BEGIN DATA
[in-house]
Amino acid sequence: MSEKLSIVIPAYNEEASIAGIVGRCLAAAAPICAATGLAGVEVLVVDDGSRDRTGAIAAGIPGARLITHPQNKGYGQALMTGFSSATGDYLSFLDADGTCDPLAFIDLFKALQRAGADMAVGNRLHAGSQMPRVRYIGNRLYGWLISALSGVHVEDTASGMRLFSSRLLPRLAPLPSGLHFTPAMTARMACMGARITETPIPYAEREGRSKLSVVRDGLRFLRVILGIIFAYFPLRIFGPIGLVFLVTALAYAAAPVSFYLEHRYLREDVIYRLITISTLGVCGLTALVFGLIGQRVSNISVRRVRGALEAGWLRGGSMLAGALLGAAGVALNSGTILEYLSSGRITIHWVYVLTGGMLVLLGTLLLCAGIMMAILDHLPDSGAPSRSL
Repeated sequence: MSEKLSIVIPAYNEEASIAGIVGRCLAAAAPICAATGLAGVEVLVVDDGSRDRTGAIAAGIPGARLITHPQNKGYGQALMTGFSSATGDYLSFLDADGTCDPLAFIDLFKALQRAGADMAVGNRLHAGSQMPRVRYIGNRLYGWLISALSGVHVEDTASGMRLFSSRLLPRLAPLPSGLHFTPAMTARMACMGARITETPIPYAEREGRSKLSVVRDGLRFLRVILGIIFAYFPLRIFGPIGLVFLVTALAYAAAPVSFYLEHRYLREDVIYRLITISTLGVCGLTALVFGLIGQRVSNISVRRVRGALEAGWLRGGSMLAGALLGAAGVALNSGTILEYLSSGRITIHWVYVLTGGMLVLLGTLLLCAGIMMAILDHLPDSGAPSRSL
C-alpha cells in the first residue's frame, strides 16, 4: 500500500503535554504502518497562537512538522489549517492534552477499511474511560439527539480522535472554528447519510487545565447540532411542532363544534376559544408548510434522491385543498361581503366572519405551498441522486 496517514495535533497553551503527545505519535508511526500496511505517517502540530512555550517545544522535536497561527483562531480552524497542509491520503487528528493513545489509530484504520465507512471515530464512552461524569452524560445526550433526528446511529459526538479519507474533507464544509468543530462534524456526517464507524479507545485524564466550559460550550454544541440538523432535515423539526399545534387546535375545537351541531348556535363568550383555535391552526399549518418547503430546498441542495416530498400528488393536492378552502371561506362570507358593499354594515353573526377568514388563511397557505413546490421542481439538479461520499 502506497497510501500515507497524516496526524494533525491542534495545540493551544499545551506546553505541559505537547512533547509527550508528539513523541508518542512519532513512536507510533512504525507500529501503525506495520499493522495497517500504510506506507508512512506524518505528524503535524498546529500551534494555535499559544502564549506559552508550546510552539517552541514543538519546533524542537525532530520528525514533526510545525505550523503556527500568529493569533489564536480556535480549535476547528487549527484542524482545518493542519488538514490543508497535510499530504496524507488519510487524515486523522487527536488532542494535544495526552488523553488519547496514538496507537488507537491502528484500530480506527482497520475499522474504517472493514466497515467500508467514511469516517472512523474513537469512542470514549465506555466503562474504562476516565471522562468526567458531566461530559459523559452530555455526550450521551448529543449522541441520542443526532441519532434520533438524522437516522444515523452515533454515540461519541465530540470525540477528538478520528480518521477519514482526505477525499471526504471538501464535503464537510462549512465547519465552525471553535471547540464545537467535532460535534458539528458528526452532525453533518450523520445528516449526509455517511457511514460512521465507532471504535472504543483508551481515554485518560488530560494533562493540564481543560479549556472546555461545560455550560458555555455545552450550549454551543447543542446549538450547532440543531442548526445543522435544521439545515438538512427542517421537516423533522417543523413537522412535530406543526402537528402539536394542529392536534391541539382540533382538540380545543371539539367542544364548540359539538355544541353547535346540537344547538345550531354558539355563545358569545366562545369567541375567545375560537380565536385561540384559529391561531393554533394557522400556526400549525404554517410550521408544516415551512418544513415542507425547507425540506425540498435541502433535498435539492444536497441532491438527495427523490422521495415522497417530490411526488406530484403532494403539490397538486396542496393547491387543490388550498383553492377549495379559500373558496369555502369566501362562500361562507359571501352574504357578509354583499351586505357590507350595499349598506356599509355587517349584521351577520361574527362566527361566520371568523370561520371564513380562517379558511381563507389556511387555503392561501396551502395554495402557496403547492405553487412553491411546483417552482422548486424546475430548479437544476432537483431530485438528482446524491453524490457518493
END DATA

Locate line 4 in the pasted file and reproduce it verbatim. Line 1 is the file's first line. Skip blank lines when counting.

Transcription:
C-alpha cells in the first residue's frame, strides 16, 4: 500500500503535554504502518497562537512538522489549517492534552477499511474511560439527539480522535472554528447519510487545565447540532411542532363544534376559544408548510434522491385543498361581503366572519405551498441522486 496517514495535533497553551503527545505519535508511526500496511505517517502540530512555550517545544522535536497561527483562531480552524497542509491520503487528528493513545489509530484504520465507512471515530464512552461524569452524560445526550433526528446511529459526538479519507474533507464544509468543530462534524456526517464507524479507545485524564466550559460550550454544541440538523432535515423539526399545534387546535375545537351541531348556535363568550383555535391552526399549518418547503430546498441542495416530498400528488393536492378552502371561506362570507358593499354594515353573526377568514388563511397557505413546490421542481439538479461520499 502506497497510501500515507497524516496526524494533525491542534495545540493551544499545551506546553505541559505537547512533547509527550508528539513523541508518542512519532513512536507510533512504525507500529501503525506495520499493522495497517500504510506506507508512512506524518505528524503535524498546529500551534494555535499559544502564549506559552508550546510552539517552541514543538519546533524542537525532530520528525514533526510545525505550523503556527500568529493569533489564536480556535480549535476547528487549527484542524482545518493542519488538514490543508497535510499530504496524507488519510487524515486523522487527536488532542494535544495526552488523553488519547496514538496507537488507537491502528484500530480506527482497520475499522474504517472493514466497515467500508467514511469516517472512523474513537469512542470514549465506555466503562474504562476516565471522562468526567458531566461530559459523559452530555455526550450521551448529543449522541441520542443526532441519532434520533438524522437516522444515523452515533454515540461519541465530540470525540477528538478520528480518521477519514482526505477525499471526504471538501464535503464537510462549512465547519465552525471553535471547540464545537467535532460535534458539528458528526452532525453533518450523520445528516449526509455517511457511514460512521465507532471504535472504543483508551481515554485518560488530560494533562493540564481543560479549556472546555461545560455550560458555555455545552450550549454551543447543542446549538450547532440543531442548526445543522435544521439545515438538512427542517421537516423533522417543523413537522412535530406543526402537528402539536394542529392536534391541539382540533382538540380545543371539539367542544364548540359539538355544541353547535346540537344547538345550531354558539355563545358569545366562545369567541375567545375560537380565536385561540384559529391561531393554533394557522400556526400549525404554517410550521408544516415551512418544513415542507425547507425540506425540498435541502433535498435539492444536497441532491438527495427523490422521495415522497417530490411526488406530484403532494403539490397538486396542496393547491387543490388550498383553492377549495379559500373558496369555502369566501362562500361562507359571501352574504357578509354583499351586505357590507350595499349598506356599509355587517349584521351577520361574527362566527361566520371568523370561520371564513380562517379558511381563507389556511387555503392561501396551502395554495402557496403547492405553487412553491411546483417552482422548486424546475430548479437544476432537483431530485438528482446524491453524490457518493